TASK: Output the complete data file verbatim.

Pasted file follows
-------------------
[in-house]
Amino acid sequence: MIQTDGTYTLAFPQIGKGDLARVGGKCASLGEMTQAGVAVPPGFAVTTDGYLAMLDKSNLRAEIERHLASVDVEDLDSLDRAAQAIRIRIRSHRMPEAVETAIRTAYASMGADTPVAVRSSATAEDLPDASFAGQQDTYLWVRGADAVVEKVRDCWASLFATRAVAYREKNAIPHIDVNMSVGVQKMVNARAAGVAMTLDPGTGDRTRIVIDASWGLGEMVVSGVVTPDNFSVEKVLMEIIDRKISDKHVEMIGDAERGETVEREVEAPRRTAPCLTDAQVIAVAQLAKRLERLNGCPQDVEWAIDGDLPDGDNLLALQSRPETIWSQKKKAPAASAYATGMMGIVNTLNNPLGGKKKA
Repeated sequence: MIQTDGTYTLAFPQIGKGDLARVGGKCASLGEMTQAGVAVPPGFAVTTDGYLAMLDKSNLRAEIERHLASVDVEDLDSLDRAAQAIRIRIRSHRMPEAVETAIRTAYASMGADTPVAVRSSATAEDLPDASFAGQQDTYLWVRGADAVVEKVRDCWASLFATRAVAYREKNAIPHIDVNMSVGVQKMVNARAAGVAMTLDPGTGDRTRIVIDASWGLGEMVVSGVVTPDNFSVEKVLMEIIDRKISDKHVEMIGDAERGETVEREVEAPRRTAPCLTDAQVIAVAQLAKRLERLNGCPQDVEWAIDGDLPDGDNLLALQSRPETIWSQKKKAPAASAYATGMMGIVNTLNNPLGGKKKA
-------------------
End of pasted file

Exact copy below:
[in-house]
Amino acid sequence: MIQTDGTYTLAFPQIGKGDLARVGGKCASLGEMTQAGVAVPPGFAVTTDGYLAMLDKSNLRAEIERHLASVDVEDLDSLDRAAQAIRIRIRSHRMPEAVETAIRTAYASMGADTPVAVRSSATAEDLPDASFAGQQDTYLWVRGADAVVEKVRDCWASLFATRAVAYREKNAIPHIDVNMSVGVQKMVNARAAGVAMTLDPGTGDRTRIVIDASWGLGEMVVSGVVTPDNFSVEKVLMEIIDRKISDKHVEMIGDAERGETVEREVEAPRRTAPCLTDAQVIAVAQLAKRLERLNGCPQDVEWAIDGDLPDGDNLLALQSRPETIWSQKKKAPAASAYATGMMGIVNTLNNPLGGKKKA
Repeated sequence: MIQTDGTYTLAFPQIGKGDLARVGGKCASLGEMTQAGVAVPPGFAVTTDGYLAMLDKSNLRAEIERHLASVDVEDLDSLDRAAQAIRIRIRSHRMPEAVETAIRTAYASMGADTPVAVRSSATAEDLPDASFAGQQDTYLWVRGADAVVEKVRDCWASLFATRAVAYREKNAIPHIDVNMSVGVQKMVNARAAGVAMTLDPGTGDRTRIVIDASWGLGEMVVSGVVTPDNFSVEKVLMEIIDRKISDKHVEMIGDAERGETVEREVEAPRRTAPCLTDAQVIAVAQLAKRLERLNGCPQDVEWAIDGDLPDGDNLLALQSRPETIWSQKKKAPAASAYATGMMGIVNTLNNPLGGKKKA